Today in New Orleans History

January 18

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Mayor Vic Schiro at the Krewe of Chocktaw Ball
January 18, 1964
New Orleans Public Library Photo 
"Favorite TV Programs" was the theme of the ball which was held at the Skelly Memorial Gym on Pacific Avenue in Algiers on January 18, 1964. Louis J Kennedy and Charlene Zibilich (pictured here) served as the Chief and Princess.
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Clarence Ray Nagin, Jr. (born June 11, 1956), also known as C. Ray Nagin, is an American consultant, entrepreneur, author, and public speaker who from 2002 to 2010 was the 60th mayor of New Orleans, Louisiana. He became internationally known in 2005 in the aftermath of Hurricane Katrina, which devastated the New Orleans area. Nagin was first elected in March 2002 and received significant crossover vote from just about every segment of the population. He was re-elected in 2006 even though the election was held with at least two-thirds of New Orleans citizens still displaced after Katrina struck. He was term limited by law and left office on May 3, 2010.  After leaving office, Nagin founded CRN Initiatives LLC, a firm that focuses on emergency preparedness, green energy product development, publishing and public speaking. He wrote and self-published his first book, Katrina Secrets: Storms after the Storms which gives a first-hand account of how New Orleans overcame the effects of Hurricane Katrina. On January 18, 2013, Nagin was indicted on 21 corruption charges, including wire fraud, bribery, and money laundering related to his alleged dealings with two troubled city vendors following Hurricane Katrina disaster. On February 20, 2013, Nagin pleaded not guilty in federal court to all charges. (Wiki)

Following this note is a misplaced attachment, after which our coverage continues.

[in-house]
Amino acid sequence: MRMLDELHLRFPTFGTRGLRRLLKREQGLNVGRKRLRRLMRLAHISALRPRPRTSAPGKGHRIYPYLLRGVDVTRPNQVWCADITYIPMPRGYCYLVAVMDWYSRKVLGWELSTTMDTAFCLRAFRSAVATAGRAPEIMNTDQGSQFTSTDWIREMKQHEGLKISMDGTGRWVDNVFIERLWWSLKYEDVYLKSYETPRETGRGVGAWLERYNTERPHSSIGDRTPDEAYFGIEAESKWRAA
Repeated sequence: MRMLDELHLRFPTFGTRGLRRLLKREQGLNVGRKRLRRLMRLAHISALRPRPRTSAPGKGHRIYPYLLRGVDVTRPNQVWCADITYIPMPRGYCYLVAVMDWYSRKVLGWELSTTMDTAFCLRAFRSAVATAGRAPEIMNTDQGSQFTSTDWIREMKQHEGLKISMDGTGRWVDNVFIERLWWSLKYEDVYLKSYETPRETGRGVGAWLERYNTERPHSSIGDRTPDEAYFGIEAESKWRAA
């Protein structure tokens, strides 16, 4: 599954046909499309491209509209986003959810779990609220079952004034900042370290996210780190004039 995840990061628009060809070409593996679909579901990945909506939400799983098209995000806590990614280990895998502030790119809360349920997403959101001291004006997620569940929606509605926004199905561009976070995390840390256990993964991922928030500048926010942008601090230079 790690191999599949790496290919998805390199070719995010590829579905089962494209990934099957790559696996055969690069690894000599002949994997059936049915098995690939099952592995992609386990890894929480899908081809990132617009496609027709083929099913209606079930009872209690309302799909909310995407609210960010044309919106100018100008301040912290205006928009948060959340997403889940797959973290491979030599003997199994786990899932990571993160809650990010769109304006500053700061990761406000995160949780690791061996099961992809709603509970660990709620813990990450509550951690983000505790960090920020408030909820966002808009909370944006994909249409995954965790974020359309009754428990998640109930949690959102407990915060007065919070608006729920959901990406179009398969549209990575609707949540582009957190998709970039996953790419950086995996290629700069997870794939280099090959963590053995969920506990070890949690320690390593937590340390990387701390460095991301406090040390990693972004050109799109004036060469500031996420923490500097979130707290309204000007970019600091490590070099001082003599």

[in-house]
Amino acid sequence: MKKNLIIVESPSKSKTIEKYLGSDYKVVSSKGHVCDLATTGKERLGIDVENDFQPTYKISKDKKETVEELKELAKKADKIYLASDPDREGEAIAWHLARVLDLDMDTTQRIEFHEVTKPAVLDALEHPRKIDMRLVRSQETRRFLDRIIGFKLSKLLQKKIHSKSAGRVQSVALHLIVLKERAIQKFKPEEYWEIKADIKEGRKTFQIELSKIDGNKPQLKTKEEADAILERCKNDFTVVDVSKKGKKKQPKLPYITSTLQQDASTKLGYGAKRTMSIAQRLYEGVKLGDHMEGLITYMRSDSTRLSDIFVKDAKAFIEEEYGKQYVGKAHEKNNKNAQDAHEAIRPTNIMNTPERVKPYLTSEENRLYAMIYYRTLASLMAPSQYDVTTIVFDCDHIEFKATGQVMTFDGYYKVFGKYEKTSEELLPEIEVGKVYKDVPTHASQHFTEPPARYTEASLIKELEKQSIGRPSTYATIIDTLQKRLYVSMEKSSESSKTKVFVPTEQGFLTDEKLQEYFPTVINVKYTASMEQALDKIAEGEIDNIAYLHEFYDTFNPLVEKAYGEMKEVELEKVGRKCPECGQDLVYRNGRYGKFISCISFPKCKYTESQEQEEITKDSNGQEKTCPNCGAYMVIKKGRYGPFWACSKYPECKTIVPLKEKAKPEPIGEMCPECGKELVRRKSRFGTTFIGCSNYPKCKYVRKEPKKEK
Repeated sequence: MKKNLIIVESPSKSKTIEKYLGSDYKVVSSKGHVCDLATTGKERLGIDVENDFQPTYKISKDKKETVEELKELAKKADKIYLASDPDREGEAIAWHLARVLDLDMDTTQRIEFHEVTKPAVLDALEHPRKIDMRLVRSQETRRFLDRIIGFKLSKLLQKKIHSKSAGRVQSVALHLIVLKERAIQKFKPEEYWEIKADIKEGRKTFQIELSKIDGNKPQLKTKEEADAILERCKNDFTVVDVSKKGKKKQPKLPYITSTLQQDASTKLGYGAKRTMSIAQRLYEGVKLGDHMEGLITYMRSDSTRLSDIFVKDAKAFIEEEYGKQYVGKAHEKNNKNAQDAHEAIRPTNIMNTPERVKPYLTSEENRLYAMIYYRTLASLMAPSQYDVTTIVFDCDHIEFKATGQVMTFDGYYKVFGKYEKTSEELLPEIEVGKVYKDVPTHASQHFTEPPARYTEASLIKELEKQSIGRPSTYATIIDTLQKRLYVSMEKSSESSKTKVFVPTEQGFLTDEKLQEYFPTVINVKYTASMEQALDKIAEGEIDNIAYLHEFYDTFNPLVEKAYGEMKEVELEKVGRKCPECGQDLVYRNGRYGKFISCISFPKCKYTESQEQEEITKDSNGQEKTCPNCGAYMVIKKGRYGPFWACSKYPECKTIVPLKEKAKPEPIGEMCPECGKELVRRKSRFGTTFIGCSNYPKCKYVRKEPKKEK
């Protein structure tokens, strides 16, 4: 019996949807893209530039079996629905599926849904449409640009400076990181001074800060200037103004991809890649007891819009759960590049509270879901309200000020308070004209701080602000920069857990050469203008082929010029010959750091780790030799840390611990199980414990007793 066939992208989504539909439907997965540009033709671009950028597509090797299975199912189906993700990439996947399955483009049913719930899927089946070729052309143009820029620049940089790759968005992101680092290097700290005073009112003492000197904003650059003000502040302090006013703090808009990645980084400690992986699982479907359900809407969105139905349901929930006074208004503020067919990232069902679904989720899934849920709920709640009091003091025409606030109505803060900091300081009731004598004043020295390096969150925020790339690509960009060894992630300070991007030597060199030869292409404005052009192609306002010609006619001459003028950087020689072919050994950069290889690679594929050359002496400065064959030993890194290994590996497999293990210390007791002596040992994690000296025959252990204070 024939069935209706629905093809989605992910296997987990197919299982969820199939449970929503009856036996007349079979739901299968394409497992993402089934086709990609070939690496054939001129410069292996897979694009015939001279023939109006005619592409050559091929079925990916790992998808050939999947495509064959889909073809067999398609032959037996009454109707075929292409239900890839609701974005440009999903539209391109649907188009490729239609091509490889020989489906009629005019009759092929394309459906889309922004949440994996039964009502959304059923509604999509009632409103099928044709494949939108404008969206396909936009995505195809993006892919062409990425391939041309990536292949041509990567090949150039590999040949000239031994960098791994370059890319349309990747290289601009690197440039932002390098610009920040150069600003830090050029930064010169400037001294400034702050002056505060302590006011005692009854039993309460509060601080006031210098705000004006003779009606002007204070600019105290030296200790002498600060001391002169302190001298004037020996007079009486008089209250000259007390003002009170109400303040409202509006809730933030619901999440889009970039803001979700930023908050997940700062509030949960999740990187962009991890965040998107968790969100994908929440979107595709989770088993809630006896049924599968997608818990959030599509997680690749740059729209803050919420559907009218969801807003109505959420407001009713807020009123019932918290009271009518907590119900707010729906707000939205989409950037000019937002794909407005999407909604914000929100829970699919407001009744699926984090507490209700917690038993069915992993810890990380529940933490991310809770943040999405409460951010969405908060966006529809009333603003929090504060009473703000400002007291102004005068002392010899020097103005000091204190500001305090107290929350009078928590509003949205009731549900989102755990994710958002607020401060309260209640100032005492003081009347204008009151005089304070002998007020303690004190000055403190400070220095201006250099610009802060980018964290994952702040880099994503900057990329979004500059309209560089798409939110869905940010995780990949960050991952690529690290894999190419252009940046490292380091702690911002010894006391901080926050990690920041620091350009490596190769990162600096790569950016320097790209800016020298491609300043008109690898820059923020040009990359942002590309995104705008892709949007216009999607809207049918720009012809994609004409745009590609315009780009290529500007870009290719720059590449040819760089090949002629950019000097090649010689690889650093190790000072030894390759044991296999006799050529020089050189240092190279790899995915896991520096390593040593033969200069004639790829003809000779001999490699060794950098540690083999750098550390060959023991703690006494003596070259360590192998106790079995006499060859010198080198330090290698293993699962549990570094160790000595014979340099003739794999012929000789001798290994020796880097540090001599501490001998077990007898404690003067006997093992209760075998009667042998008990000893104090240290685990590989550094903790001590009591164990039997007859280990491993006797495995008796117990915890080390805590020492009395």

Beaver Productions presented Fleetwood Mac at A Warehouse in Friday, January 18, 1974.

When Alexander Allison retired from the Sewerage and Water Board in 1959, his co-workers gave him a camera as a retirement present. They were no doubt well aware of his photographic avocation since he had been taking pictures during his entire fifty-nine year tenure with the agency.  Allison was born in New Orleans on November 8, 1874 and graduated from T. W. Dyer’s English and Classical School for Boys on Prytania Street. After high school in Memphis, Tennessee, he attended an engineering preparatory program at the Williston Academy in Easthampton, Massachusetts (just down the road from Northampton, where his uncle, George Washington Cable, had just relocated). In 1896 he graduated from Tulane University with a degree in civil engineering.  Allison started working at the newly-established Sewerage and Water Board in 1900. As one of the Board’s earliest and longest-serving employees, he played a key role in the development of the city’s water, sewerage, and drainage systems.  When Allison was not busy at work, he enjoyed life with his family at home in Uptown New Orleans, at his parents’ home in Bay Saint Louis, Mississippi, and on vacation trips all across the country. And, of course, he took photographs of everything all along the way. In 1953, while still working for the Sewerage and Water Board, Allison donated 323 4” x 5” prints of his work to New Orleans Public Library. Following his death on January 18, 1964, Mr. Allison's daughter, Elizabeth Law, gave additional prints and his entire collection of negatives to the Library’s Louisiana Division. In 2009, Division staff, with volunteer assistance, completed a multi-year project to scan all of Allison’s negatives. The entire collection can be viewed online at  (From the New Orleans Public Library)